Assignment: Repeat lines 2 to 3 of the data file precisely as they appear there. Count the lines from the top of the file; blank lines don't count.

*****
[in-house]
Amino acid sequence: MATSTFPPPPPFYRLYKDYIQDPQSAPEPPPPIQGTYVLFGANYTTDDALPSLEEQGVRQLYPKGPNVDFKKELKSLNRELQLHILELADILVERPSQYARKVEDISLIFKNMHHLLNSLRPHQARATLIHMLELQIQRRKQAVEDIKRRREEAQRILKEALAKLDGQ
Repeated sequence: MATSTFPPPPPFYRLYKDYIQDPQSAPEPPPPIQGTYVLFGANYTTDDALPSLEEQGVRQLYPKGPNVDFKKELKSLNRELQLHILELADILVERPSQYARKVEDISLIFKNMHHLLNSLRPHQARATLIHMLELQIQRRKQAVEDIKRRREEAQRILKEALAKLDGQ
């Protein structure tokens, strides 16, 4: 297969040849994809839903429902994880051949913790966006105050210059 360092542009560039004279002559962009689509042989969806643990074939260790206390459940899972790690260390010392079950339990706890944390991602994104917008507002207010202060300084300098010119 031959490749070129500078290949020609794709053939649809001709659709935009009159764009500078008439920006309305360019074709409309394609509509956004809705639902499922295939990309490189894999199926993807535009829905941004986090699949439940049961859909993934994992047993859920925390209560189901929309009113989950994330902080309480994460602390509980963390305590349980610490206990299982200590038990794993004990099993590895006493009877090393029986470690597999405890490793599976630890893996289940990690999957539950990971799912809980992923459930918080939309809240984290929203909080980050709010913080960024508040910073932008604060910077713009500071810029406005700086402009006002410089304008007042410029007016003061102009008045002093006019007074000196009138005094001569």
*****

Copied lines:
Amino acid sequence: MATSTFPPPPPFYRLYKDYIQDPQSAPEPPPPIQGTYVLFGANYTTDDALPSLEEQGVRQLYPKGPNVDFKKELKSLNRELQLHILELADILVERPSQYARKVEDISLIFKNMHHLLNSLRPHQARATLIHMLELQIQRRKQAVEDIKRRREEAQRILKEALAKLDGQ
Repeated sequence: MATSTFPPPPPFYRLYKDYIQDPQSAPEPPPPIQGTYVLFGANYTTDDALPSLEEQGVRQLYPKGPNVDFKKELKSLNRELQLHILELADILVERPSQYARKVEDISLIFKNMHHLLNSLRPHQARATLIHMLELQIQRRKQAVEDIKRRREEAQRILKEALAKLDGQ